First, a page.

Seasonal Variation in Arbuscular Mycorrhizal Fungi Root Colonization of Cheatgrass (Bromus tectorum), an Invasive Winter AnnualRyan R. Busby1,2*, Mark W. Paschke1, Mary E. Stromberger1 and Dick L. Gebhart2
- *Corresponding Author:
- Ryan R. Busby
Graduate Degree Program in Ecology
Colorado State University, Fort Collins
CO 80523, USA
Tel: (217) 373-7296
E-mail: [email protected]
Received date: February 07, 2012; Accepted date: February 10, 2012; Published date: February 13, 2012
Citation: Busby RR, Paschke MW, Stromberger ME, Gebhart DL (2012) Seasonal Variation in Arbuscular Mycorrhizal Fungi Root Colonization of Cheatgrass (Bromus tectorum), an Invasive Winter Annual. J Ecosys Ecograph S8:001. doi:10.4172/2157-7625.S8-001
Copyright: © 2012 Busby RR, et al. This is an open-access article distributed under the terms of the Creative Commons Attribution License, which permits unrestricted use, distribution, and reproduction in any medium, provided the original author and source are credited.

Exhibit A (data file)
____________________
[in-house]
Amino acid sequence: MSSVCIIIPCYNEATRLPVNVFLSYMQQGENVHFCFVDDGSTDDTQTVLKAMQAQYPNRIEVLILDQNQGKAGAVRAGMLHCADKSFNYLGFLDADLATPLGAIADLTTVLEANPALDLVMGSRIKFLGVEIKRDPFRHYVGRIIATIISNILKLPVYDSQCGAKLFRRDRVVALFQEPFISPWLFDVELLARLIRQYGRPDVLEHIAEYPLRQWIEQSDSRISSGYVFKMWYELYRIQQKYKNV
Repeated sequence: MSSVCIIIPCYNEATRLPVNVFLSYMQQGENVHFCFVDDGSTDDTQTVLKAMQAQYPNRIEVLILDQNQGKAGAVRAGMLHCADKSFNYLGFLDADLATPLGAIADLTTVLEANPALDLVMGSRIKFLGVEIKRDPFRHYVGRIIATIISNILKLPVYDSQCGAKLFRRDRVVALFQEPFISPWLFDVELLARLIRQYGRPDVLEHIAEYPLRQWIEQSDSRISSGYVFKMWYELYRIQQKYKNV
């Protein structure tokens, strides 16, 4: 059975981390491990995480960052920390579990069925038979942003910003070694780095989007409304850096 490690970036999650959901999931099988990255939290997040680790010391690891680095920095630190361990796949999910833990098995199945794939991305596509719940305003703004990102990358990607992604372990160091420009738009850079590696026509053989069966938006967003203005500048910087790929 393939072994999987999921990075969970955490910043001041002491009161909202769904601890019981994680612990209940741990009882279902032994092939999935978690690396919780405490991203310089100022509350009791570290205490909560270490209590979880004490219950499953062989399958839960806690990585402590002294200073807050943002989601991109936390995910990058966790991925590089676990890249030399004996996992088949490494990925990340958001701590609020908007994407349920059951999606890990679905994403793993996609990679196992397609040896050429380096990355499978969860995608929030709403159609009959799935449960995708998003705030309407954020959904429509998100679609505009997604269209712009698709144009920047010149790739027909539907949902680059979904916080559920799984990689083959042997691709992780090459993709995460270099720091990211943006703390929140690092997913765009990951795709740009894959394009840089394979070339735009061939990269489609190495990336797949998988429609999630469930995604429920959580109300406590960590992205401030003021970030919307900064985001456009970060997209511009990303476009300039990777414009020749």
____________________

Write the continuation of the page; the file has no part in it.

Cheatgrass is a highly invasive winter annual grass that is most aggressive in the semi-arid steppe region of western North America. In this region, cheatgrass invasion becomes so severe that virtual monocultures can result. Due to its strategy for growth from autumn to spring, cheatgrass remains active during winter months when most native vegetation is dormant. This shift in host activity could be important for beneficial soil microbes, particularly the arbuscular mycorrhizal fungi (AMF), as they are adapted for coincidental growth with host plants. Many native plant species that are utilized for restoring areas invaded by cheatgrass associate with AMF, so any reduction in these symbiotic fungi could reduce the successful establishment of desirable plant species. Although cheatgrass is recognized as a facultative associate of AMF, its associations with AMF across seasons and throughout its lifespan are not known. We measured AMF colonization of cheatgrass roots from soon after germination through senescence. We found that cheatgrass remains colonized throughout its life. Colonization drops dramatically once soil temperatures approach freezing, but was highest late in the growth cycle of cheatgrass during flowering and seed set. Colonization by AMF never attained levels comparable to highly mycorrhizal plant species. This indicates that cheatgrass is a poor host for AMF throughout its life, and long-term dominance by cheatgrass could alter AMF in soils. Restoring highly invaded sites quickly following invasion might reduce the negative effects of cheatgrass on this important soil microbial community.